Stay tuned for Part II, which will discuss who is really responsible for PCI compliance, working with third party service providers and how to avoid fines, MATCH and account termination.
In the first half of 2009, e-commerce revenue amounted to approximately $64 billion of all retail sales in the U.S., according the U.S. Census Bureau. While e-commerce sales dropped from the same period in 2008, the percentage of total retail sales increased slightly from 3.3 to 3.5 percent. What this shows is that more consumers are finding confidence in online shopping. This is good news for online merchants. However, the rapid growth of e-commerce has created tons of new sales opportunities, including aggressive direct marketing companies who have found ways to target online shoppers.
By forging relationships with well-known companies who have a substantial online presence and customer base, direct marketing companies are selling club memberships, which incur monthly fees, to online shoppers at checkout. Unfortunately, not all of the online shoppers are aware that they purchase these memberships. The memberships, masked by offers such as cash back rewards, future purchase discounts or free magazine subscriptions, are frequently tied to trusted web sites. Shoppers only discovered they were enrolled in the clubs after finding unauthorized charges, ranging from $9 to $20, on their credit card statements – sometimes after they had been charged these fees for a few months.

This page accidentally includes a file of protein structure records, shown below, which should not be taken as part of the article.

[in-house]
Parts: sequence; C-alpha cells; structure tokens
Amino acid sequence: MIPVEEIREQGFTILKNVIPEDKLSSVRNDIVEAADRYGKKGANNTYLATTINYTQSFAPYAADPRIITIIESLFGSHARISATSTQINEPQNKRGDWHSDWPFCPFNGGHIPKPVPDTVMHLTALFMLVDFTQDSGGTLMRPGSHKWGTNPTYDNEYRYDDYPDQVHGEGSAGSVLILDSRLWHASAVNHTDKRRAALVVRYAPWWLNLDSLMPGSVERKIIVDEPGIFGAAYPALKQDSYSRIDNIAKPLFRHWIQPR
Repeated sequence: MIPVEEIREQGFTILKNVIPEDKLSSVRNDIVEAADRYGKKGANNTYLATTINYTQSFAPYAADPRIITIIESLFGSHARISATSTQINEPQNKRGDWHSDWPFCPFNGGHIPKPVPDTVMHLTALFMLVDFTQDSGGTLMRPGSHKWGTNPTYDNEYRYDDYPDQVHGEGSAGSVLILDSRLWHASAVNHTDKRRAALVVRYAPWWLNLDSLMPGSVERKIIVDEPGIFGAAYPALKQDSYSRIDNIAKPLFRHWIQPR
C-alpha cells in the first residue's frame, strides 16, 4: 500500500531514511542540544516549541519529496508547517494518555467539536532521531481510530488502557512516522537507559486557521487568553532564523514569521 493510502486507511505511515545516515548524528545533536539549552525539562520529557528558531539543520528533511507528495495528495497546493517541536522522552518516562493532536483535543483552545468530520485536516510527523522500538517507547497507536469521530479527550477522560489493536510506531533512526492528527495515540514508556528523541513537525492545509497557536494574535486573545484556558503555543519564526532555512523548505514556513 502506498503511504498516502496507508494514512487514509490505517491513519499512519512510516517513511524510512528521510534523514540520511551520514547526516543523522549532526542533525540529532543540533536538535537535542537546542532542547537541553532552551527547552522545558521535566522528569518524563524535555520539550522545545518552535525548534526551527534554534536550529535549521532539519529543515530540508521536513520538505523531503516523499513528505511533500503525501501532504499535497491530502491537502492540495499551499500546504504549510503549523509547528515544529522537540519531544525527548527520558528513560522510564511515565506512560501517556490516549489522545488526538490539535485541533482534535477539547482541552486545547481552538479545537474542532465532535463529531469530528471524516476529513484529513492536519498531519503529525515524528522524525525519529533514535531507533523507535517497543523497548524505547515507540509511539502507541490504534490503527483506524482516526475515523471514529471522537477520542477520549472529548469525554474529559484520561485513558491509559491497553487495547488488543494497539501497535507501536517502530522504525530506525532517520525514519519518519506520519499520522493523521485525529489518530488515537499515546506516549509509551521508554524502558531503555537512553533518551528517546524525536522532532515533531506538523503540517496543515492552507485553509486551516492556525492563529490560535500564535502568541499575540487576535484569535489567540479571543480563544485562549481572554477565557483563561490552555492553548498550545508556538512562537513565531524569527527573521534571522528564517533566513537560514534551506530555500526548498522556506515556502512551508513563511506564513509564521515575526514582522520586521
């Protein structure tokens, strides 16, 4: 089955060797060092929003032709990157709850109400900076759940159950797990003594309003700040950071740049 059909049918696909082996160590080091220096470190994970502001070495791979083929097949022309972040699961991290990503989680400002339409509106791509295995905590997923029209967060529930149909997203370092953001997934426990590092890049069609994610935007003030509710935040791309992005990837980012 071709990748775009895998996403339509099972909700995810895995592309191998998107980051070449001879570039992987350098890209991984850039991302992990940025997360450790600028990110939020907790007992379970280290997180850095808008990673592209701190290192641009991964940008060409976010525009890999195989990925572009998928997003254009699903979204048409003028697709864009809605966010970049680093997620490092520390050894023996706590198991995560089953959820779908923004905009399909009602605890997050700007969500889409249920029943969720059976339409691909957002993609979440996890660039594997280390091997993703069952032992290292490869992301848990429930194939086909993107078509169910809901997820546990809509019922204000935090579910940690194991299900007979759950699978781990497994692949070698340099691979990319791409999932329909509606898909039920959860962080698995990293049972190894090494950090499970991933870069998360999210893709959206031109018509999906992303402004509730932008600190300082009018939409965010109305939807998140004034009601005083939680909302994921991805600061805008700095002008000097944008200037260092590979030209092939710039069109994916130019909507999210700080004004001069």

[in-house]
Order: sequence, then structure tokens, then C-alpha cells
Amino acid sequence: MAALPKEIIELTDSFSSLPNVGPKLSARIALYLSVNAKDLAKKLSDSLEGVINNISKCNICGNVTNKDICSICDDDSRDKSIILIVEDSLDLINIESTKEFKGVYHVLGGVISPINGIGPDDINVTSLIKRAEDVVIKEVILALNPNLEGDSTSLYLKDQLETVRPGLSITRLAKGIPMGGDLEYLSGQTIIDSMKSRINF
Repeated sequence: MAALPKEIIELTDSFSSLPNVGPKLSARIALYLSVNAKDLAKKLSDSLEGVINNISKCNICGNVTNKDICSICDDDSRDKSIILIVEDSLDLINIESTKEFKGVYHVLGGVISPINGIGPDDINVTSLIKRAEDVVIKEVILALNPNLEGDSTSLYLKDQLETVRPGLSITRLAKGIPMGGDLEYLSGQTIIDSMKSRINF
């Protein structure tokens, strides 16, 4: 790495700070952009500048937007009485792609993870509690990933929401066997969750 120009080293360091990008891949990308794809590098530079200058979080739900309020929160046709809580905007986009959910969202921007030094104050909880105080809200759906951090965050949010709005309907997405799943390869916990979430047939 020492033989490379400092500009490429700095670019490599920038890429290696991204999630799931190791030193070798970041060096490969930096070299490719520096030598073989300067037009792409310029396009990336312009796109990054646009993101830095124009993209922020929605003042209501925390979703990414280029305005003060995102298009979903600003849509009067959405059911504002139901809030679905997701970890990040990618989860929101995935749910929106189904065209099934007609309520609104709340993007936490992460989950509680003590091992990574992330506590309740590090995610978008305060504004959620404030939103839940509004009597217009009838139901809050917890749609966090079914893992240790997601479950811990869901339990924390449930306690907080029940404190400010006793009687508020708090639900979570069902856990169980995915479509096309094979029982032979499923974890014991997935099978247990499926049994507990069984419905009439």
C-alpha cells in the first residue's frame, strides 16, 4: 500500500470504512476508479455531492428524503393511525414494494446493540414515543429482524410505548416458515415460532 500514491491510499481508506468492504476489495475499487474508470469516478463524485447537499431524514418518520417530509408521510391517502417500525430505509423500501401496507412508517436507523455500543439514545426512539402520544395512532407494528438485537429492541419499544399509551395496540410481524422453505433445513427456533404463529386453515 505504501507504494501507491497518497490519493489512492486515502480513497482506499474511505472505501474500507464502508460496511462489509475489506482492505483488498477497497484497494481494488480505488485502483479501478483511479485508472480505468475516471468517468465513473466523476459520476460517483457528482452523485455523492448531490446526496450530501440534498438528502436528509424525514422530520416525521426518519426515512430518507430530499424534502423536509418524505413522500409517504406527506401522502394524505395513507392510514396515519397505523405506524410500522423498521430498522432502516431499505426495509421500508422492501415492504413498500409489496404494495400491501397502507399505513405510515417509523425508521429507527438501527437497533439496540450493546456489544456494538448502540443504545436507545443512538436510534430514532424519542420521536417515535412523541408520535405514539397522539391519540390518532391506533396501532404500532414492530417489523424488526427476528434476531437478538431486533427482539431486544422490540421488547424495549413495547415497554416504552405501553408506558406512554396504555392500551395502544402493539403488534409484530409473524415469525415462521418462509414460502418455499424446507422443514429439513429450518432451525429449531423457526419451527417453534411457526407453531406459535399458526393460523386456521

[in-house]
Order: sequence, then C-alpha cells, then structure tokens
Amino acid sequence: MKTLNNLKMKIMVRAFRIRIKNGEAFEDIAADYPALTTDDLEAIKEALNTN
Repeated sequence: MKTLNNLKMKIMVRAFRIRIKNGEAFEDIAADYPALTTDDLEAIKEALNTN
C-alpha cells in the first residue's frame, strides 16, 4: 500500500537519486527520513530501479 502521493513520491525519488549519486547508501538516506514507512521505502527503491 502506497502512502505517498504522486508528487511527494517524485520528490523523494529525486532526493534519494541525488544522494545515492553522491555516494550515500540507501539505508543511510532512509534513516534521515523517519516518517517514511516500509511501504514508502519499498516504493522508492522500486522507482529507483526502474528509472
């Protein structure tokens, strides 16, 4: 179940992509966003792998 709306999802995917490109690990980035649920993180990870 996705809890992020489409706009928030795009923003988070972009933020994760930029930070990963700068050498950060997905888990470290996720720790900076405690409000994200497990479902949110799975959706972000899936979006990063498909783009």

“The memberships, masked by offers such as cash back rewards, future purchase discounts or free magazine subscriptions, are frequently tied to trusted web sites. “
After discovering and investigating these unauthorized charges, most online shoppers found the club enrollment process deceptive and misleading. What is angering cardholders most is that their credit card information was passed on to third parties without their consent. Unfortunately, the consent was hidden in the small print (they likely did not read) when they accepted the online offer.